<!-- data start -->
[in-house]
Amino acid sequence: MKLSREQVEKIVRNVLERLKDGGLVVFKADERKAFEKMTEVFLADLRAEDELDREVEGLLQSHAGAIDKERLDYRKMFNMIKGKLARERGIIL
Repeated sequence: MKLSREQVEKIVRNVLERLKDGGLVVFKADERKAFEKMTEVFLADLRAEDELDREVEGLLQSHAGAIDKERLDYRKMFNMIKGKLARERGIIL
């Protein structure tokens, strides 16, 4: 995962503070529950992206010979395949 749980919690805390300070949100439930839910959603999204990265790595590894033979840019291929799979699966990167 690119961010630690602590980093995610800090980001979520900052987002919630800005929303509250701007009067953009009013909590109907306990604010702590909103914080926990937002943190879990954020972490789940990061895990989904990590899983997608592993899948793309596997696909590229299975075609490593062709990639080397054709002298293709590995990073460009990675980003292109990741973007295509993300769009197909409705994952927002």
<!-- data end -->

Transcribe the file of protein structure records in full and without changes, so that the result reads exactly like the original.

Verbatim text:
[in-house]
Amino acid sequence: MKLSREQVEKIVRNVLERLKDGGLVVFKADERKAFEKMTEVFLADLRAEDELDREVEGLLQSHAGAIDKERLDYRKMFNMIKGKLARERGIIL
Repeated sequence: MKLSREQVEKIVRNVLERLKDGGLVVFKADERKAFEKMTEVFLADLRAEDELDREVEGLLQSHAGAIDKERLDYRKMFNMIKGKLARERGIIL
């Protein structure tokens, strides 16, 4: 995962503070529950992206010979395949 749980919690805390300070949100439930839910959603999204990265790595590894033979840019291929799979699966990167 690119961010630690602590980093995610800090980001979520900052987002919630800005929303509250701007009067953009009013909590109907306990604010702590909103914080926990937002943190879990954020972490789940990061895990989904990590899983997608592993899948793309596997696909590229299975075609490593062709990639080397054709002298293709590995990073460009990675980003292109990741973007295509993300769009197909409705994952927002």